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Download Free Font Xylitol

Font name: Xylitol
Categories 3D
Author: Ray Larabie
License: Free
Website: http://typodermicfonts.com
Files: 12
Custom fonts preview

xylitol back.ttf

Xylitol font preview

xylitol down.ttf

Xylitol font preview

xylitol front.ttf

Xylitol font preview

xylitol hollow.ttf

Xylitol font preview

xylitol left.ttf

Xylitol font preview

xylitol outline.ttf

Xylitol font preview

xylitol right.ttf

Xylitol font preview

xylitol solo.ttf

Xylitol font preview

xylitol stripe.ttf

Xylitol font preview

xylitol up.ttf

Xylitol font preview

Download font - 296.1KB

Font release note

Xylitol is a multiple layer typeface you can use for creating chromatic, 3D effects. It’s designed so the letters fit tightly together like Tetris blocks. There are four directional layers for the sides so you can simulate light coming from various directions. There’s a stripe layer which can be used to created a metallic shimmer effect. The Hollow style is made of thin outlines and has multiple uses. Use it on its own for a engineery, blueprint look. Make it black and overlay it on solid colors for a stained glass effect. Set it to 50% gray and use a screen or color dodge effect at around 25% opacity to create a subtle sharpening effect. The solid layer can be offset to simulate a drop shadow. The Xylitol family includes a Solo style which has more conventional spacing—handy when you need accompanying flat text. An outline style is useful on its own of for doing layer transparency tricks. Xylitol supports lot of languages including Greek and Russian.

It’s all about experimenting but here are some tips to get you started:

You’ll need to use an application that allows you to overlay layers of text. Every application has a different way of dealing with this but generally, you type what you want, make several overlapping copies of the layer then alter each layer’s color and style.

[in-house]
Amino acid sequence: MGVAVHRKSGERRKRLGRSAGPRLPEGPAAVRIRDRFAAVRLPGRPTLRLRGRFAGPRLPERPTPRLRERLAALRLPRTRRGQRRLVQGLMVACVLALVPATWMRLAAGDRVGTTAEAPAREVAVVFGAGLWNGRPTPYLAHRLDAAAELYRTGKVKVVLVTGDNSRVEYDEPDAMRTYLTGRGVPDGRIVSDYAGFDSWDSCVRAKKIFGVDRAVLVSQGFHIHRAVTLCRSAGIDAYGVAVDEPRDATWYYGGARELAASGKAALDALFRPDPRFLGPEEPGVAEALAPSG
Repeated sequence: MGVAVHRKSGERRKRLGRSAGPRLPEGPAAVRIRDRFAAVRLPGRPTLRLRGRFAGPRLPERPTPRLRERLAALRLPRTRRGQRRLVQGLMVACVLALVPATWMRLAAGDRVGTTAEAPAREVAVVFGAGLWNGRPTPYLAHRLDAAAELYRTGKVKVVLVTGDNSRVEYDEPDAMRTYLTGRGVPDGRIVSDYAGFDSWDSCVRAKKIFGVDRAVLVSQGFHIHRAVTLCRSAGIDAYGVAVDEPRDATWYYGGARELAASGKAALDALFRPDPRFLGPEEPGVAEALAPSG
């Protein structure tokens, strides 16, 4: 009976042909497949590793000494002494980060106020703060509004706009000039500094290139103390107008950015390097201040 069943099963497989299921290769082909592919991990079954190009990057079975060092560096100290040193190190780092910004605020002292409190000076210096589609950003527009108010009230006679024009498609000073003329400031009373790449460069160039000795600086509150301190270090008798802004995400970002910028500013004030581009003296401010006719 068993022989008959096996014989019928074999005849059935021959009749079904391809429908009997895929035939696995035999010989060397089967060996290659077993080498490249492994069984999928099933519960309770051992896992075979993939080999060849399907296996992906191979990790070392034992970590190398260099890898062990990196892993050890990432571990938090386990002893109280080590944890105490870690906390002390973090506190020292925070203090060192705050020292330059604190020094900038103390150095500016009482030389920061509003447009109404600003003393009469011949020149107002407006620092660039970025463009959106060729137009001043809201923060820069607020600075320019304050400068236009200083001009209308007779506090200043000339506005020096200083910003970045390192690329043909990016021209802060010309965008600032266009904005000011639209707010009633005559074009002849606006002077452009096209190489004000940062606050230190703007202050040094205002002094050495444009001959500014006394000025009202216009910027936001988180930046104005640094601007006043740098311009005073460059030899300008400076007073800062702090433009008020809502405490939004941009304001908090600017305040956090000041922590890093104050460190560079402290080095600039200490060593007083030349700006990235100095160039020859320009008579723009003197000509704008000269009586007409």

Some applications, like Photoshop ignore the font’s vertical metrics so you may need to vertically shift some of the layers to align. The diamond (lozenge) ◊ character contains a registration cross-hair to help you get things lined up.
Make sure you’re not using optical kerning in Adobe apps.
If you’re using the front layer and all the edge layers, you might think it’s unnecessary to include the back layer. But the back layer can help obscure some of the background leaking through due to layer rendering imprecision. You might not need it but it’s there if you do.
If you plan on including the Hollow style, I recommend using it as the first layer and checking carefully for unwanted overlaps before copying the layer. For example, the T may overlap A a tiny bit. That’s the way the typeface is designed—the priority is to have the edges set tight. You can fix the overlaps by adjusting tracking. It’s no fun if you add Hollow as the final layer, notice an overlap and realize that the tracking will have to be adjusted for each layer.

Tags: Xylitol, Ray Larabie, 3D, typodermic-eula-02-2014.pdf, xylitol back.ttf, xylitol down.ttf, xylitol front.ttf, xylitol hollow.ttf, xylitol left.ttf, xylitol outline.ttf, read-this.html, xylitol right.ttf, xylitol solo.ttf, xylitol stripe.ttf, xylitol up.ttf, Windows font

Characters sample

Font Xylitol preview

Font archive files

# File name Size Download
1 typodermic-eula-02-2014.pdf 69.8KB Download
2 xylitol back.ttf 31.8KB Download
3 xylitol down.ttf 34.1KB Download
4 xylitol front.ttf 33.9KB Download
5 xylitol hollow.ttf 88.2KB Download
6 xylitol left.ttf 33.7KB Download
7 xylitol outline.ttf 40.2KB Download
8 read-this.html 12.3KB Download
9 xylitol right.ttf 34.5KB Download
10 xylitol solo.ttf 62KB Download
11 xylitol stripe.ttf 32.7KB Download
12 xylitol up.ttf 34.1KB Download